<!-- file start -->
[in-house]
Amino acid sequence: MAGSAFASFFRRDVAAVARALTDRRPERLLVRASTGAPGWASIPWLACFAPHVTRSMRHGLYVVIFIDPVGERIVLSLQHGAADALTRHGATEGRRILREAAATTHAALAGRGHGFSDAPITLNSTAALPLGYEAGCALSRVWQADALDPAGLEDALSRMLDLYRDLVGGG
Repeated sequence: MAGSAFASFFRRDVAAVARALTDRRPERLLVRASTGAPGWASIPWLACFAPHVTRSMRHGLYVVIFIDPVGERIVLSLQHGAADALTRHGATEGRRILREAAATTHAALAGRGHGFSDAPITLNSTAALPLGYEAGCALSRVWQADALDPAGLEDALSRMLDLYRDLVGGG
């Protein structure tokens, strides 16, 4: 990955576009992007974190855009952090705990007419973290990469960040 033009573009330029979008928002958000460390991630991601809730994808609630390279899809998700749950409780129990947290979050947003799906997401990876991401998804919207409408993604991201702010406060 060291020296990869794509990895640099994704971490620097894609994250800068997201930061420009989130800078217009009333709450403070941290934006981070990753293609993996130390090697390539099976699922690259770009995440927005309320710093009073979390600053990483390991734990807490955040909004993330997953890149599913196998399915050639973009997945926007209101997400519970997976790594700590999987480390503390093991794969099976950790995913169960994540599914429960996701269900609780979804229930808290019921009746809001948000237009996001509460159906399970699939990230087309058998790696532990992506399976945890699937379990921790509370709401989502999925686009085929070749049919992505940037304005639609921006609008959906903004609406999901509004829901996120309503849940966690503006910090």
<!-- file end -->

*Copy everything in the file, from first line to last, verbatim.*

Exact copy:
[in-house]
Amino acid sequence: MAGSAFASFFRRDVAAVARALTDRRPERLLVRASTGAPGWASIPWLACFAPHVTRSMRHGLYVVIFIDPVGERIVLSLQHGAADALTRHGATEGRRILREAAATTHAALAGRGHGFSDAPITLNSTAALPLGYEAGCALSRVWQADALDPAGLEDALSRMLDLYRDLVGGG
Repeated sequence: MAGSAFASFFRRDVAAVARALTDRRPERLLVRASTGAPGWASIPWLACFAPHVTRSMRHGLYVVIFIDPVGERIVLSLQHGAADALTRHGATEGRRILREAAATTHAALAGRGHGFSDAPITLNSTAALPLGYEAGCALSRVWQADALDPAGLEDALSRMLDLYRDLVGGG
């Protein structure tokens, strides 16, 4: 990955576009992007974190855009952090705990007419973290990469960040 033009573009330029979008928002958000460390991630991601809730994808609630390279899809998700749950409780129990947290979050947003799906997401990876991401998804919207409408993604991201702010406060 060291020296990869794509990895640099994704971490620097894609994250800068997201930061420009989130800078217009009333709450403070941290934006981070990753293609993996130390090697390539099976699922690259770009995440927005309320710093009073979390600053990483390991734990807490955040909004993330997953890149599913196998399915050639973009997945926007209101997400519970997976790594700590999987480390503390093991794969099976950790995913169960994540599914429960996701269900609780979804229930808290019921009746809001948000237009996001509460159906399970699939990230087309058998790696532990992506399976945890699937379990921790509370709401989502999925686009085929070749049919992505940037304005639609921006609008959906903004609406999901509004829901996120309503849940966690503006910090």